Power Cuts/Generators yet again

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On Wed, 14 Jan 2004 21:05:38 +0000 (GMT), "Dave Liquorice"

Neither are trivial.

Many small gensets can be converted ~GBP100. Propane has a number of advantages, the bottles need to be kept warm as you will be using a vapour take off.
AJH
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On Thu, 15 Jan 2004 00:05:13 +0000, Andrew Heggie wrote:

Bang (or not..) goes that idea then.

Butane (blue) has a problem in the cold. Propane (orange) doesn't suffer the same, at least not at normal UK winter temperatures. I can't imagine that people with propane CH or cooking have no heating or cooking when it gets cold. The tanks/cylinders are frequently outside, unprotected. I've seen propane bottles with an inch or more of frost around them, handy for indicating how much gas is left. B-)
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On Thu, 15 Jan 2004 22:18:38 +0000 (GMT), "Dave Liquorice"

It does if the required rate of vapourisation exceeds the heat transfer from the air through the bottle (including insulating ice layer), the latent heat of vapourisation simply cools the remaining propane below its boiling point. This is of course highly dependant on the size of the engine, if you are running at 2kW(e) then the heat draw will be around 10kW(t), nearly 2ltres/hour and comparable to a couple of biggish hobs. Increase this to 20kW(e) and I am fairly confident you will need a liquid feed and a heated vapouriser.
AJH
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On Fri, 16 Jan 2004 10:18:04 +0000, Andrew Heggie wrote:

-44C blooming cold... Even on a very cold night for the UK say -10C you still have 30+C of temperature gradient to push heat into the cylinder.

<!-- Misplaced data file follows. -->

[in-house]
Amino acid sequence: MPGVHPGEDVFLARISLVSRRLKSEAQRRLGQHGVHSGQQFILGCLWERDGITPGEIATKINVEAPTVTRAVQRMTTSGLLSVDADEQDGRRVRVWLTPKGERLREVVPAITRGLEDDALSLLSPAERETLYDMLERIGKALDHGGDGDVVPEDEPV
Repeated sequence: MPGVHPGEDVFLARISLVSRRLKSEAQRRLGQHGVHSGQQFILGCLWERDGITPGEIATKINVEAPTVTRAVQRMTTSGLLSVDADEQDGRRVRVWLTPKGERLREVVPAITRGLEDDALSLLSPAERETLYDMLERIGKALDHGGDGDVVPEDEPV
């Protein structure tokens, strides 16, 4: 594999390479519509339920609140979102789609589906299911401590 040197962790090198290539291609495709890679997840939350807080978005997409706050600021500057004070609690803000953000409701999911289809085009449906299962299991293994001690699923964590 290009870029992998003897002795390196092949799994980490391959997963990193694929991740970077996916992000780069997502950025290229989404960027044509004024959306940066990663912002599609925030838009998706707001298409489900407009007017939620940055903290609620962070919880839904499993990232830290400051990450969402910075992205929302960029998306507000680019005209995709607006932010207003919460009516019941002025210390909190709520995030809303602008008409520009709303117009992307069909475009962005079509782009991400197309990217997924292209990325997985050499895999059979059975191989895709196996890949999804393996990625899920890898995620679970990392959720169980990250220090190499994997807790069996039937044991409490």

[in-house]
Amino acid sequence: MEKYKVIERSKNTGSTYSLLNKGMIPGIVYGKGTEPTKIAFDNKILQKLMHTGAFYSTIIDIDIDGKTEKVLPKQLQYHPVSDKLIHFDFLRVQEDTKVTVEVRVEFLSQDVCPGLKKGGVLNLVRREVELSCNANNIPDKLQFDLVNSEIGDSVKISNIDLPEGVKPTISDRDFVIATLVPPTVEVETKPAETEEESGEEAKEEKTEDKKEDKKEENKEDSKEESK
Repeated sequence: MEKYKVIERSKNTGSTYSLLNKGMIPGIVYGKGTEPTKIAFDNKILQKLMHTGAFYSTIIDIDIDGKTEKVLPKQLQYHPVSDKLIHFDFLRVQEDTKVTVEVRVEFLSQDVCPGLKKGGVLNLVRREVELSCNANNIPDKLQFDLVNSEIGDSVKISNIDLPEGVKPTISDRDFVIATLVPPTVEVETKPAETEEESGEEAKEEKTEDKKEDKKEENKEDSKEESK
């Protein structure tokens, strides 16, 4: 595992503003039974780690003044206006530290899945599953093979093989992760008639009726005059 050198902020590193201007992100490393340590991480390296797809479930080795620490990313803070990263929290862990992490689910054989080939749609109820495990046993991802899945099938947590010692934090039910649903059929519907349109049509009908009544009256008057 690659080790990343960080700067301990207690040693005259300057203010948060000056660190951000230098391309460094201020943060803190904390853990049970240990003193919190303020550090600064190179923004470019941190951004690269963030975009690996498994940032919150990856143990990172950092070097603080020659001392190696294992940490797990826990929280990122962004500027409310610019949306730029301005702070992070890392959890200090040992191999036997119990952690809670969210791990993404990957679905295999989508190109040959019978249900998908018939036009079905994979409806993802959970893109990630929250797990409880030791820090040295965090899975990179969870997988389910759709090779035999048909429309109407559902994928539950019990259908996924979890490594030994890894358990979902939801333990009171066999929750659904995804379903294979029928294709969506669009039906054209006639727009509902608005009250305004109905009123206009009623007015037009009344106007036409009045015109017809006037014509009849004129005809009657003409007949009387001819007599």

Very much so but I think for the sizes we are talking, max of 5kVA genset, running at an average of 20% capacity I doubt it is of practical concern.
I choose 1kVA as an average with care, that is pretty much what our daily average load is. Though that includes when we are all asleep, so I guess the "active" average load might be as much as 2kVA.
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On Fri, 16 Jan 2004 16:47:55 +0000 (GMT), "Dave Liquorice"

My daughter tells me it is -22C at the moment :-)

I agree, which is why I posted it is about the same as a couple of hobs full on, bear in mine it becomes more of a problem as the bottles empty.
Slightly related is that it is, allegedly, known for lpg equipped vehicles with no antifreeze in the coolant to freeze their vapourisers before the thermostat opens, bringing the vehicle to a halt.

This accords with what I found with our genset, though this is not domestic use.
I think you are mixing the terminology a bit here, OK the genset needs to know the kVA, because if either current or Volts exceed the rating of the machine something gives (after allowing a safety margin) but it is the kW draw that determines the heat load of the engine ( and indeed whether it stalls). So you may have a 10kVA genset capable of supplying 7.5kW(e) continuously but working on average at 2kW(e). In point of fact this is what makes permanent magnet alternators and inverters so interesting to me for home use (once demand shifts from 90%heat:10%electricty to something nearer 70%heat:30% electricity)